With the new version of Robocop hitting the big screen this weekend, there will no doubt be (in addition to comparisons to the original) arguments over whether or not it is acceptable to remake a movie. Some movie buffs will be dead set against remaking any movie for any reason at all. Others will argue that it shouldn’t matter, especially if they haven’t seen the original (the subset of movie watchers who categorically refuse to consider watching a movie more than five or ten years old is a matter for another essay entirely).
While it is true that there’s no reason at all to remake a movie that is still good even in spite of the passage of time, there are indeed situations where a remake is actually warranted.
Quick question: What do The Wizard of Oz (1939), The Ten Commandments (1956), and Ben-Hur (1959) have in common? Aside from their being wildly successful great movies, that is. Quick answer: They were all remakes of silent, black and white versions. And I’ll bet you that at the time, no one dared suggest that the originals were better.
Technology advances all the time, in movie making as in everything else. Many times the limitations of technology prevent a movie from being as great as it could be. I’m certain that no one, even the staunchest of the No Remakes crowd, would begrudge a filmmaker from having another go at a movie where the technology available for the original simply wasn’t up to the task of telling the story effectively. Case in point: The Thing From Another World (1951). While there is absolutely nothing wrong with it, thanks to well-written characters and tight, tense plotting, the effects needed to really show the shape-shifting alien simply weren’t there. By 1982, when John Carpenter remade it, makeup, modeling, and camera tricks all advanced to the point where the monster could be shown in all of its scary glory.
Movies do get dated. Not that they have a “Best Before” date, but often times the story relies heavily on cultural referents specific to its time and place. If a producer can retell the same story, but change the referents to something more contemporary, then more power to them. Unfortunately, this requires more talent from the writers and director than is usually there.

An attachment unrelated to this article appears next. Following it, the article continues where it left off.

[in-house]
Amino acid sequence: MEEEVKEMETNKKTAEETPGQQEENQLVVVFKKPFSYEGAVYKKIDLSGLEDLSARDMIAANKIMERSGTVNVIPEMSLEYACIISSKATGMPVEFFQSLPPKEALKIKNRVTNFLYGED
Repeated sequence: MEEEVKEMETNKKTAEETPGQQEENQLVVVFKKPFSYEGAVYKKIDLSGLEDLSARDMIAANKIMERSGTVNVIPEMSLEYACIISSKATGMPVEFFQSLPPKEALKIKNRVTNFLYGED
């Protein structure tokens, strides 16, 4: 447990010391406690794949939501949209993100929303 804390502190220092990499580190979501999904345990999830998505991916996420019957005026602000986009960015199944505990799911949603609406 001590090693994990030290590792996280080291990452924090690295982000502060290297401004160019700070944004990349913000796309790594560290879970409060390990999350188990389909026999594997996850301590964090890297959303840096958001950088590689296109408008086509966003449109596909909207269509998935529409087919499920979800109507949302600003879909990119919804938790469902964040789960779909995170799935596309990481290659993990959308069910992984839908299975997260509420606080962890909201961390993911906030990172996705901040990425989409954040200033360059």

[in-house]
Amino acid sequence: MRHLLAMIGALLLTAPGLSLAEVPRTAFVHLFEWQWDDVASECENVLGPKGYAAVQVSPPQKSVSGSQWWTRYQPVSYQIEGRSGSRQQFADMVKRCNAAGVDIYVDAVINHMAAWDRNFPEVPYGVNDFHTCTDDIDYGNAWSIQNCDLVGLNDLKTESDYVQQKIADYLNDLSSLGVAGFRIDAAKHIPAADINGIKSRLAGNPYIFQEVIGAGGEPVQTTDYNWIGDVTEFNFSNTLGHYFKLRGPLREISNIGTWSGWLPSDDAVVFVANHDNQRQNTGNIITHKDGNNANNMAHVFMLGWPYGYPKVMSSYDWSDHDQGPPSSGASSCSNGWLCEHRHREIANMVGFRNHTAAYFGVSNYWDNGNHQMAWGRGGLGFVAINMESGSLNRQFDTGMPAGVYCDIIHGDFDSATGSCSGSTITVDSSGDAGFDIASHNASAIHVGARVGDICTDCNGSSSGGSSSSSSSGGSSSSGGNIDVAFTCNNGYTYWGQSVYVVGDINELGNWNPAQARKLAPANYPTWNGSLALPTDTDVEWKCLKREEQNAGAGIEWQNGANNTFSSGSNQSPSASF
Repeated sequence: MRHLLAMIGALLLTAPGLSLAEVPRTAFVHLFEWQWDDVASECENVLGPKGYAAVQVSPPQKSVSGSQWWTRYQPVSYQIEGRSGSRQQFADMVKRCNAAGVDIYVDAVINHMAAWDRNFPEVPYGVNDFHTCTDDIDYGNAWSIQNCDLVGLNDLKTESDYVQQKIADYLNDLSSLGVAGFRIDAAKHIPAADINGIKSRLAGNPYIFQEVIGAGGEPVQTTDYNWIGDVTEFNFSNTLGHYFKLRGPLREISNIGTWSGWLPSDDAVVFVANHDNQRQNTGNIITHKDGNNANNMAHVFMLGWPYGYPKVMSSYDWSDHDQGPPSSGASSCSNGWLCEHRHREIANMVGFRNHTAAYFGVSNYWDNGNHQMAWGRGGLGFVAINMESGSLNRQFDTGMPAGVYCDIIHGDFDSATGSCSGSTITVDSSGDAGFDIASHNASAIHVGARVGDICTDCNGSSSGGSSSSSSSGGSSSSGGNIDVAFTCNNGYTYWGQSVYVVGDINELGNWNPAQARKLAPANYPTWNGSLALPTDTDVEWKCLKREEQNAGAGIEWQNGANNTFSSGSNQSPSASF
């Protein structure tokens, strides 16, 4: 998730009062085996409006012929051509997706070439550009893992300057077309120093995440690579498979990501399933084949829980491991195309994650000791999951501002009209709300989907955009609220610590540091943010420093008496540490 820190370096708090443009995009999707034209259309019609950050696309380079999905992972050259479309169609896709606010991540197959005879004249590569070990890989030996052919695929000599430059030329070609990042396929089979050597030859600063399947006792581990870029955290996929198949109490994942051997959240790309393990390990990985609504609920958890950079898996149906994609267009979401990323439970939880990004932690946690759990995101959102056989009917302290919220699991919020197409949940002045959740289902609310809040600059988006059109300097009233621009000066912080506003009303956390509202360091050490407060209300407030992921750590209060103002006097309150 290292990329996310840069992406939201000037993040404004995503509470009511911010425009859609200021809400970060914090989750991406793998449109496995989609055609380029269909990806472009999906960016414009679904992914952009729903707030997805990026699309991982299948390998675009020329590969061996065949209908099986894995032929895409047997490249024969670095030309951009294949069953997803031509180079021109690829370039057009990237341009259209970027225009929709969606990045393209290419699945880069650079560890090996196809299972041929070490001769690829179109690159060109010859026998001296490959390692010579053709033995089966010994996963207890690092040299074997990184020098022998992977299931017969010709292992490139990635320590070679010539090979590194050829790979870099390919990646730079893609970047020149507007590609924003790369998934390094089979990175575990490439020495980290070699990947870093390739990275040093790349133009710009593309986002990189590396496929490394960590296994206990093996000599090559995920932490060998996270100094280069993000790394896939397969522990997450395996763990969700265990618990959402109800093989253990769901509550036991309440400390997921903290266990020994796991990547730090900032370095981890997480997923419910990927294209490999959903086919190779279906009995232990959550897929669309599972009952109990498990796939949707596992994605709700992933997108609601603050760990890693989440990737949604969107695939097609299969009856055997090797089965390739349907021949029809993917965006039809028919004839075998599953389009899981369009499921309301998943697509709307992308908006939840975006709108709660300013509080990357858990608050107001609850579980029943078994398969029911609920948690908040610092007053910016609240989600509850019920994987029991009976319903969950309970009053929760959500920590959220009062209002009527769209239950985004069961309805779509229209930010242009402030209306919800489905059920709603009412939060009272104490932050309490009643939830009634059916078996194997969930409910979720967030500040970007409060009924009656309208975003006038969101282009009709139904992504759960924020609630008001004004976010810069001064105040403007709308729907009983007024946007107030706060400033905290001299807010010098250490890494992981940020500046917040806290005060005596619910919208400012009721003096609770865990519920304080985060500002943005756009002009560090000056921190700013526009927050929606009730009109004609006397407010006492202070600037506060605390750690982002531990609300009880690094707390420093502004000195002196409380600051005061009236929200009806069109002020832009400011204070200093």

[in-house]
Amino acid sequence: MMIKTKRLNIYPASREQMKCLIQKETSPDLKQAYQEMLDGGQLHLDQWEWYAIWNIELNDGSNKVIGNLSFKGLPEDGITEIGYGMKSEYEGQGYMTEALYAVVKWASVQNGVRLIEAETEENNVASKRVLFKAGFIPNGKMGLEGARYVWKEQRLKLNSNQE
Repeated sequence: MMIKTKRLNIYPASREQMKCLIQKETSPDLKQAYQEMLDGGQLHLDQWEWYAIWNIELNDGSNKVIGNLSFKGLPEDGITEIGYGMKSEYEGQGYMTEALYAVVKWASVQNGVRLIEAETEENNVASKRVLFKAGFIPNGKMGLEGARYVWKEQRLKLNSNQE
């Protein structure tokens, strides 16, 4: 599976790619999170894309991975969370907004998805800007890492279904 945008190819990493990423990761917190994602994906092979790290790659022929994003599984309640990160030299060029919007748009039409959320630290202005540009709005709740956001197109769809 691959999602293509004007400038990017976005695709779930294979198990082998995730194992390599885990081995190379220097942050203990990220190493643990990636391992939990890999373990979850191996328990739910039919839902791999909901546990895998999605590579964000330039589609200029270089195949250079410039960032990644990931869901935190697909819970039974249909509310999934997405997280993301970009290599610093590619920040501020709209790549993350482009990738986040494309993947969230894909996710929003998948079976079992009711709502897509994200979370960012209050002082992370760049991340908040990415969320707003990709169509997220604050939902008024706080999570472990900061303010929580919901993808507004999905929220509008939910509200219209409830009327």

For example, take Invasion of the Body Snatchers (1956). The original is acknowledged as one of the greatest science fiction movies of all time. You can see it as an allegory of Communist infiltration, or the soul-crushing conformity of suburbia. It was remade in 1978, but that time the setting was changed from a typical suburb to a major city. The theme changed as well, to represent the fear of alienation and anonymity in an urban environment (what do you really know about the other people in your apartment building?). Same basic story, different emphasis; both are excellent movies. The movie was remade again in 1993 and 2007. The former was given a middling reception; the latter panned. In neither of those two cases were the moviemakers able to successfully bring anything new (or better) to the table.
Back in 1932, Paul Muni starred in a movie called Scarface. It came under a lot of fire for its “glorification” of the gangster lifestyle, and was pulled from distribution regardless of any quality concerns. It languished in obscurity, known only to a few fans and scholars. One of them was Martin Scorsese. He kept pushing for the film, and in 1983 Brian De Palma released a remake (the original having become too dated by then). The remake was a great success (“Say ‘hello’ to my little friend!”).
Remaking an unfairly obscure movie is another valid reason for a remake. This also applies to remaking a foreign movie for domestic release. Sometimes, the remake in this case can actually help the original. Most reviewers say (with good reason) that the version of Godzilla (1956) for the United States cannot hold a candle to the original Gojira (1954). But the success of the US version* convinced Toho Studios that they had a real hot property on their hands. And so, in 2002, baseball player Hideki “Godzilla” Matsui got to have a cameo appearance in Godzilla Against Mechagodzilla…
While some movies, like Robocop, certainly don’t need to be remade, there’s no reason to claim it shouldn’t be done.
* No, they couldn’t have just released a dubbed or subtitled version; that would have vanished without a trace in the arthouse cinemas.